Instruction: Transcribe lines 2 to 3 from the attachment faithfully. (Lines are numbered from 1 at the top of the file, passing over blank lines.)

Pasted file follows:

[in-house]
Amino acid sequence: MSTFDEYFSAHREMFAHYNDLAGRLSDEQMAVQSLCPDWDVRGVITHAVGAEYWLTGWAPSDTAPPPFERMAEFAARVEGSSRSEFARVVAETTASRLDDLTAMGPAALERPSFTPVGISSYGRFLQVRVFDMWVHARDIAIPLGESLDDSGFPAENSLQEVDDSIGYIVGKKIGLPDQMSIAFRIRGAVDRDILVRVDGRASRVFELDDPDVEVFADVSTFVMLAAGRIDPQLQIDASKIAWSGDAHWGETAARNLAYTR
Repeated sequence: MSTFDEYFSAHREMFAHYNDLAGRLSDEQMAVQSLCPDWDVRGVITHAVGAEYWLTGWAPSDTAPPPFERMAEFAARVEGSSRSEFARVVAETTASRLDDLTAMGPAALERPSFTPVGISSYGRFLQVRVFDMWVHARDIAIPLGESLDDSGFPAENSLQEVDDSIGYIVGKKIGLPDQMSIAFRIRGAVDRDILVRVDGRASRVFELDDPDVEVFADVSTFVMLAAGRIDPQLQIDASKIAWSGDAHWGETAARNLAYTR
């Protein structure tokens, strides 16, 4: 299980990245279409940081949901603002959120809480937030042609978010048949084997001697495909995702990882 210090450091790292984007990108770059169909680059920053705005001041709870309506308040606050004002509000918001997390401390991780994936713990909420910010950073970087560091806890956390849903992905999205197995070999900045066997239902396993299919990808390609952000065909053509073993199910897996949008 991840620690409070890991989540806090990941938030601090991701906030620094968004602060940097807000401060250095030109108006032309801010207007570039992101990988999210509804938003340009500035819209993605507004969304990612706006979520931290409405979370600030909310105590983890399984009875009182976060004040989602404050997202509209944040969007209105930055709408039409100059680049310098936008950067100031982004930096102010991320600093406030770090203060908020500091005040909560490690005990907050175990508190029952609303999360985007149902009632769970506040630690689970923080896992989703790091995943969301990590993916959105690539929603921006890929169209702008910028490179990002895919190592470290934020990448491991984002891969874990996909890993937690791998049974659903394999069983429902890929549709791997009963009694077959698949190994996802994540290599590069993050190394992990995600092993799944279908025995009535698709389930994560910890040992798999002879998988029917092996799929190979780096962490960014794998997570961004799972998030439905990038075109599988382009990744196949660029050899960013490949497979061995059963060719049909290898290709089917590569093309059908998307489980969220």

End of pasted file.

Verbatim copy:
Amino acid sequence: MSTFDEYFSAHREMFAHYNDLAGRLSDEQMAVQSLCPDWDVRGVITHAVGAEYWLTGWAPSDTAPPPFERMAEFAARVEGSSRSEFARVVAETTASRLDDLTAMGPAALERPSFTPVGISSYGRFLQVRVFDMWVHARDIAIPLGESLDDSGFPAENSLQEVDDSIGYIVGKKIGLPDQMSIAFRIRGAVDRDILVRVDGRASRVFELDDPDVEVFADVSTFVMLAAGRIDPQLQIDASKIAWSGDAHWGETAARNLAYTR
Repeated sequence: MSTFDEYFSAHREMFAHYNDLAGRLSDEQMAVQSLCPDWDVRGVITHAVGAEYWLTGWAPSDTAPPPFERMAEFAARVEGSSRSEFARVVAETTASRLDDLTAMGPAALERPSFTPVGISSYGRFLQVRVFDMWVHARDIAIPLGESLDDSGFPAENSLQEVDDSIGYIVGKKIGLPDQMSIAFRIRGAVDRDILVRVDGRASRVFELDDPDVEVFADVSTFVMLAAGRIDPQLQIDASKIAWSGDAHWGETAARNLAYTR